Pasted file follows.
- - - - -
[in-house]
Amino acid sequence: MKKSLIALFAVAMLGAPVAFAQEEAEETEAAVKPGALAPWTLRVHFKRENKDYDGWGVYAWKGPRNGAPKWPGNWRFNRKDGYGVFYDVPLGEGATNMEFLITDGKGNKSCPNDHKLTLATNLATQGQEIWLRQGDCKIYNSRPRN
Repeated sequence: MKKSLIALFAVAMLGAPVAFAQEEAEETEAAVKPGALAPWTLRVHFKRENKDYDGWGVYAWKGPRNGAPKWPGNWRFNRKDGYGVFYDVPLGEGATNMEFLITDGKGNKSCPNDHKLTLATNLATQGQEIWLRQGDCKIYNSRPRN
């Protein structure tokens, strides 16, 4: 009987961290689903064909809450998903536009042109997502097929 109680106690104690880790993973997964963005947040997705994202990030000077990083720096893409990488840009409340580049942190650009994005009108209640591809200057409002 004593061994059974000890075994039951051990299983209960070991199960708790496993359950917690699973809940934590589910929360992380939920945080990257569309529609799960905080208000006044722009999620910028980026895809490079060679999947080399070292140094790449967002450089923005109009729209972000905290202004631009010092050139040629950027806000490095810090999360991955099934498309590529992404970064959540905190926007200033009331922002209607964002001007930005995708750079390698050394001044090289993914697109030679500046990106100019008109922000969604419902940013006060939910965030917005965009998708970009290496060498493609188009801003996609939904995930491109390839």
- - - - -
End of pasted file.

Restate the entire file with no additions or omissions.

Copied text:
[in-house]
Amino acid sequence: MKKSLIALFAVAMLGAPVAFAQEEAEETEAAVKPGALAPWTLRVHFKRENKDYDGWGVYAWKGPRNGAPKWPGNWRFNRKDGYGVFYDVPLGEGATNMEFLITDGKGNKSCPNDHKLTLATNLATQGQEIWLRQGDCKIYNSRPRN
Repeated sequence: MKKSLIALFAVAMLGAPVAFAQEEAEETEAAVKPGALAPWTLRVHFKRENKDYDGWGVYAWKGPRNGAPKWPGNWRFNRKDGYGVFYDVPLGEGATNMEFLITDGKGNKSCPNDHKLTLATNLATQGQEIWLRQGDCKIYNSRPRN
């Protein structure tokens, strides 16, 4: 009987961290689903064909809450998903536009042109997502097929 109680106690104690880790993973997964963005947040997705994202990030000077990083720096893409990488840009409340580049942190650009994005009108209640591809200057409002 004593061994059974000890075994039951051990299983209960070991199960708790496993359950917690699973809940934590589910929360992380939920945080990257569309529609799960905080208000006044722009999620910028980026895809490079060679999947080399070292140094790449967002450089923005109009729209972000905290202004631009010092050139040629950027806000490095810090999360991955099934498309590529992404970064959540905190926007200033009331922002209607964002001007930005995708750079390698050394001044090289993914697109030679500046990106100019008109922000969604419902940013006060939910965030917005965009998708970009290496060498493609188009801003996609939904995930491109390839």